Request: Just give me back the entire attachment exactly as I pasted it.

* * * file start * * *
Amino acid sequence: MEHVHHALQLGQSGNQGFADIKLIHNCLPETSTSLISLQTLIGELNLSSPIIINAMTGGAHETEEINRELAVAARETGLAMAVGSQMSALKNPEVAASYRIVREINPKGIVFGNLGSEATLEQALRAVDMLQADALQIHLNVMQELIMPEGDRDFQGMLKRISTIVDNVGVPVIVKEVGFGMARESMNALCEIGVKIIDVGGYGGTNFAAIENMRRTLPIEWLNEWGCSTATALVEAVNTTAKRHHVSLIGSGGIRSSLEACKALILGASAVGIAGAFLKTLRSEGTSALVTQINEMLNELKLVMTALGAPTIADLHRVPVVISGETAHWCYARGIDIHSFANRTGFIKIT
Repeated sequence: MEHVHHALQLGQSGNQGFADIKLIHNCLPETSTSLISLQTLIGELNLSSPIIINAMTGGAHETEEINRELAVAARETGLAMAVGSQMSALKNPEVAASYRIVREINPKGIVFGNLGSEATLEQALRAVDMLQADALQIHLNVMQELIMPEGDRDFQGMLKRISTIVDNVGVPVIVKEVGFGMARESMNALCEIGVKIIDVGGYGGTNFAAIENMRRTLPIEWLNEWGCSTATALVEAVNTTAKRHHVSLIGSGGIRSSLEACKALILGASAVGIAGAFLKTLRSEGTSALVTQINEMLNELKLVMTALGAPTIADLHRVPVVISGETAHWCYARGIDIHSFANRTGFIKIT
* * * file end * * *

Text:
Amino acid sequence: MEHVHHALQLGQSGNQGFADIKLIHNCLPETSTSLISLQTLIGELNLSSPIIINAMTGGAHETEEINRELAVAARETGLAMAVGSQMSALKNPEVAASYRIVREINPKGIVFGNLGSEATLEQALRAVDMLQADALQIHLNVMQELIMPEGDRDFQGMLKRISTIVDNVGVPVIVKEVGFGMARESMNALCEIGVKIIDVGGYGGTNFAAIENMRRTLPIEWLNEWGCSTATALVEAVNTTAKRHHVSLIGSGGIRSSLEACKALILGASAVGIAGAFLKTLRSEGTSALVTQINEMLNELKLVMTALGAPTIADLHRVPVVISGETAHWCYARGIDIHSFANRTGFIKIT
Repeated sequence: MEHVHHALQLGQSGNQGFADIKLIHNCLPETSTSLISLQTLIGELNLSSPIIINAMTGGAHETEEINRELAVAARETGLAMAVGSQMSALKNPEVAASYRIVREINPKGIVFGNLGSEATLEQALRAVDMLQADALQIHLNVMQELIMPEGDRDFQGMLKRISTIVDNVGVPVIVKEVGFGMARESMNALCEIGVKIIDVGGYGGTNFAAIENMRRTLPIEWLNEWGCSTATALVEAVNTTAKRHHVSLIGSGGIRSSLEACKALILGASAVGIAGAFLKTLRSEGTSALVTQINEMLNELKLVMTALGAPTIADLHRVPVVISGETAHWCYARGIDIHSFANRTGFIKIT